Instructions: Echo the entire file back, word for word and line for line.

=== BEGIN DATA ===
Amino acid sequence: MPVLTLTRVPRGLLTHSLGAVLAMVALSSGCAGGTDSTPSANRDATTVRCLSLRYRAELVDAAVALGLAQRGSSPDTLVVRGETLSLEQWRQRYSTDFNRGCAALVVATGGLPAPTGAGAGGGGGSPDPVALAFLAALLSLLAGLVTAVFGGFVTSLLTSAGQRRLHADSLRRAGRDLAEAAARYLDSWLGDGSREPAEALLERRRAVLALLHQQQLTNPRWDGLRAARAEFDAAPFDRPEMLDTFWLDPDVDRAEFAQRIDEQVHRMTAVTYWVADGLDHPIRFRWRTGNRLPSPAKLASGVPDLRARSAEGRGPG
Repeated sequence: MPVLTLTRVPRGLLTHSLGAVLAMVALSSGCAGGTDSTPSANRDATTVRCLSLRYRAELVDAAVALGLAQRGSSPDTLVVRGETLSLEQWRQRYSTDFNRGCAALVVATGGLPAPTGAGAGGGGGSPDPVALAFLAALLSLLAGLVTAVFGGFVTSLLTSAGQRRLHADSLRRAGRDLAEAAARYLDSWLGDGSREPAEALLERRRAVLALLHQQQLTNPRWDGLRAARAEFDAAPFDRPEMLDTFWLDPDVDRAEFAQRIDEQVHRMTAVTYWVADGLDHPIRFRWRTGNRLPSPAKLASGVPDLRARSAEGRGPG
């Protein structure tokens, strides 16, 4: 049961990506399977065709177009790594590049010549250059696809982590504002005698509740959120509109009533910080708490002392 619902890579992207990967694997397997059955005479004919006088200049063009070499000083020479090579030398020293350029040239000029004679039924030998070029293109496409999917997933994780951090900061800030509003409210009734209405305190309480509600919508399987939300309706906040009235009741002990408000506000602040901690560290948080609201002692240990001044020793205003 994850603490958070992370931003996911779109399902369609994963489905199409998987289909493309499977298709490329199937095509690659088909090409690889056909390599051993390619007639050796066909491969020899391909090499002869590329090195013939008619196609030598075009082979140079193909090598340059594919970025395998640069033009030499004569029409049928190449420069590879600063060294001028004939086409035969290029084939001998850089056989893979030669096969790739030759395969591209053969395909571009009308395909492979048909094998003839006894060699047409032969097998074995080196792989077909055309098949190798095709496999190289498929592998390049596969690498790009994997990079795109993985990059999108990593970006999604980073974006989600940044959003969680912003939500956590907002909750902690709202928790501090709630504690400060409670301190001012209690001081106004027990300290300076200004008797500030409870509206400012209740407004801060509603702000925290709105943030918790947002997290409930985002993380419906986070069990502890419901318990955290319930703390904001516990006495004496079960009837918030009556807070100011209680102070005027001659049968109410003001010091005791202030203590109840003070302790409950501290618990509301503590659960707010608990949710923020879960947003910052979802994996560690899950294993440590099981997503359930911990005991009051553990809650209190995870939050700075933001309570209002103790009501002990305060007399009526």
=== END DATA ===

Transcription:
Amino acid sequence: MPVLTLTRVPRGLLTHSLGAVLAMVALSSGCAGGTDSTPSANRDATTVRCLSLRYRAELVDAAVALGLAQRGSSPDTLVVRGETLSLEQWRQRYSTDFNRGCAALVVATGGLPAPTGAGAGGGGGSPDPVALAFLAALLSLLAGLVTAVFGGFVTSLLTSAGQRRLHADSLRRAGRDLAEAAARYLDSWLGDGSREPAEALLERRRAVLALLHQQQLTNPRWDGLRAARAEFDAAPFDRPEMLDTFWLDPDVDRAEFAQRIDEQVHRMTAVTYWVADGLDHPIRFRWRTGNRLPSPAKLASGVPDLRARSAEGRGPG
Repeated sequence: MPVLTLTRVPRGLLTHSLGAVLAMVALSSGCAGGTDSTPSANRDATTVRCLSLRYRAELVDAAVALGLAQRGSSPDTLVVRGETLSLEQWRQRYSTDFNRGCAALVVATGGLPAPTGAGAGGGGGSPDPVALAFLAALLSLLAGLVTAVFGGFVTSLLTSAGQRRLHADSLRRAGRDLAEAAARYLDSWLGDGSREPAEALLERRRAVLALLHQQQLTNPRWDGLRAARAEFDAAPFDRPEMLDTFWLDPDVDRAEFAQRIDEQVHRMTAVTYWVADGLDHPIRFRWRTGNRLPSPAKLASGVPDLRARSAEGRGPG
């Protein structure tokens, strides 16, 4: 049961990506399977065709177009790594590049010549250059696809982590504002005698509740959120509109009533910080708490002392 619902890579992207990967694997397997059955005479004919006088200049063009070499000083020479090579030398020293350029040239000029004679039924030998070029293109496409999917997933994780951090900061800030509003409210009734209405305190309480509600919508399987939300309706906040009235009741002990408000506000602040901690560290948080609201002692240990001044020793205003 994850603490958070992370931003996911779109399902369609994963489905199409998987289909493309499977298709490329199937095509690659088909090409690889056909390599051993390619007639050796066909491969020899391909090499002869590329090195013939008619196609030598075009082979140079193909090598340059594919970025395998640069033009030499004569029409049928190449420069590879600063060294001028004939086409035969290029084939001998850089056989893979030669096969790739030759395969591209053969395909571009009308395909492979048909094998003839006894060699047409032969097998074995080196792989077909055309098949190798095709496999190289498929592998390049596969690498790009994997990079795109993985990059999108990593970006999604980073974006989600940044959003969680912003939500956590907002909750902690709202928790501090709630504690400060409670301190001012209690001081106004027990300290300076200004008797500030409870509206400012209740407004801060509603702000925290709105943030918790947002997290409930985002993380419906986070069990502890419901318990955290319930703390904001516990006495004496079960009837918030009556807070100011209680102070005027001659049968109410003001010091005791202030203590109840003070302790409950501290618990509301503590659960707010608990949710923020879960947003910052979802994996560690899950294993440590099981997503359930911990005991009051553990809650209190995870939050700075933001309570209002103790009501002990305060007399009526």